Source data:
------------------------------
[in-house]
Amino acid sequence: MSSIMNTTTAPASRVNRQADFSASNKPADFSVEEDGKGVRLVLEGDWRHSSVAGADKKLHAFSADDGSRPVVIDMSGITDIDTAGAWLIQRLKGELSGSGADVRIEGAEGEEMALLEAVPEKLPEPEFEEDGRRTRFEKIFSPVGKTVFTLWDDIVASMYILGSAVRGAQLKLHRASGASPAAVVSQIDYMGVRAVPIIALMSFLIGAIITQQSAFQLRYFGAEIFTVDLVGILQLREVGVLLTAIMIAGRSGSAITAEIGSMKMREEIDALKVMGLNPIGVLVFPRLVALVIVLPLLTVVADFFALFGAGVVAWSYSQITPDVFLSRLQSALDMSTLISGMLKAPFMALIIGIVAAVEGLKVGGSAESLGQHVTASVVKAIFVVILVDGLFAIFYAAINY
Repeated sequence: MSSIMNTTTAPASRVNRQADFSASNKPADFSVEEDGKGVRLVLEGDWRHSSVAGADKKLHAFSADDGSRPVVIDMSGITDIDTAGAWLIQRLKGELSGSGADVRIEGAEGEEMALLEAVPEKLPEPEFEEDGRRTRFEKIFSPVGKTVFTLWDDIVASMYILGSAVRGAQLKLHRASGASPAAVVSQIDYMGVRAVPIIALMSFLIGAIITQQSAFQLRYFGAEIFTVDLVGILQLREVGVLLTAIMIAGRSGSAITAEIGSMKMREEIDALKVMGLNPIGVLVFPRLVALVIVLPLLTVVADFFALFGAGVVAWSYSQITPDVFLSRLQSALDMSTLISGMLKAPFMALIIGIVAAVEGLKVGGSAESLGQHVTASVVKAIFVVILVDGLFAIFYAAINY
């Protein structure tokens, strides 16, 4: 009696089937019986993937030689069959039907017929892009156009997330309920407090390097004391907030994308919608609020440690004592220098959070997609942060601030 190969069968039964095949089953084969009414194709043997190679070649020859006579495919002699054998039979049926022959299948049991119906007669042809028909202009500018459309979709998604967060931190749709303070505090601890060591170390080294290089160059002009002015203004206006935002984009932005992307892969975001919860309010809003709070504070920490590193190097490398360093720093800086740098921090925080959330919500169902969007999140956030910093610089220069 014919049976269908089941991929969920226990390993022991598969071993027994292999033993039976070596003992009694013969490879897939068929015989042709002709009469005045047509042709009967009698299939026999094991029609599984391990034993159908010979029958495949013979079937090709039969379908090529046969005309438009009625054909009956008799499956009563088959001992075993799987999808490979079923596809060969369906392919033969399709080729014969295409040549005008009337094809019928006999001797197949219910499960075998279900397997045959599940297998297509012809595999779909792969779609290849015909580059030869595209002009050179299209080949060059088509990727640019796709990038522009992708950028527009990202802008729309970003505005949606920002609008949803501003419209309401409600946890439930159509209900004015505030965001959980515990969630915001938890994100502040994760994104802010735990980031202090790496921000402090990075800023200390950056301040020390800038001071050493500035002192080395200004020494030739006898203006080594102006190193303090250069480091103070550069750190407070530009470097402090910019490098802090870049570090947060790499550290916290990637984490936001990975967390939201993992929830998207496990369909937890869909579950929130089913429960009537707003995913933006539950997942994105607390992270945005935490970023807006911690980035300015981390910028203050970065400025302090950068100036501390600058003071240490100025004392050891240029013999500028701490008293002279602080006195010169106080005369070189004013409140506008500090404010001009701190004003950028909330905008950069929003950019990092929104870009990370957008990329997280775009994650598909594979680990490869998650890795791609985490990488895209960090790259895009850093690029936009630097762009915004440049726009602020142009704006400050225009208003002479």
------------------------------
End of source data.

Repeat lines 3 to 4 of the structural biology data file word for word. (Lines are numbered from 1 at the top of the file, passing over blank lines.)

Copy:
Repeated sequence: MSSIMNTTTAPASRVNRQADFSASNKPADFSVEEDGKGVRLVLEGDWRHSSVAGADKKLHAFSADDGSRPVVIDMSGITDIDTAGAWLIQRLKGELSGSGADVRIEGAEGEEMALLEAVPEKLPEPEFEEDGRRTRFEKIFSPVGKTVFTLWDDIVASMYILGSAVRGAQLKLHRASGASPAAVVSQIDYMGVRAVPIIALMSFLIGAIITQQSAFQLRYFGAEIFTVDLVGILQLREVGVLLTAIMIAGRSGSAITAEIGSMKMREEIDALKVMGLNPIGVLVFPRLVALVIVLPLLTVVADFFALFGAGVVAWSYSQITPDVFLSRLQSALDMSTLISGMLKAPFMALIIGIVAAVEGLKVGGSAESLGQHVTASVVKAIFVVILVDGLFAIFYAAINY
């Protein structure tokens, strides 16, 4: 009696089937019986993937030689069959039907017929892009156009997330309920407090390097004391907030994308919608609020440690004592220098959070997609942060601030 190969069968039964095949089953084969009414194709043997190679070649020859006579495919002699054998039979049926022959299948049991119906007669042809028909202009500018459309979709998604967060931190749709303070505090601890060591170390080294290089160059002009002015203004206006935002984009932005992307892969975001919860309010809003709070504070920490590193190097490398360093720093800086740098921090925080959330919500169902969007999140956030910093610089220069 014919049976269908089941991929969920226990390993022991598969071993027994292999033993039976070596003992009694013969490879897939068929015989042709002709009469005045047509042709009967009698299939026999094991029609599984391990034993159908010979029958495949013979079937090709039969379908090529046969005309438009009625054909009956008799499956009563088959001992075993799987999808490979079923596809060969369906392919033969399709080729014969295409040549005008009337094809019928006999001797197949219910499960075998279900397997045959599940297998297509012809595999779909792969779609290849015909580059030869595209002009050179299209080949060059088509990727640019796709990038522009992708950028527009990202802008729309970003505005949606920002609008949803501003419209309401409600946890439930159509209900004015505030965001959980515990969630915001938890994100502040994760994104802010735990980031202090790496921000402090990075800023200390950056301040020390800038001071050493500035002192080395200004020494030739006898203006080594102006190193303090250069480091103070550069750190407070530009470097402090910019490098802090870049570090947060790499550290916290990637984490936001990975967390939201993992929830998207496990369909937890869909579950929130089913429960009537707003995913933006539950997942994105607390992270945005935490970023807006911690980035300015981390910028203050970065400025302090950068100036501390600058003071240490100025004392050891240029013999500028701490008293002279602080006195010169106080005369070189004013409140506008500090404010001009701190004003950028909330905008950069929003950019990092929104870009990370957008990329997280775009994650598909594979680990490869998650890795791609985490990488895209960090790259895009850093690029936009630097762009915004440049726009602020142009704006400050225009208003002479």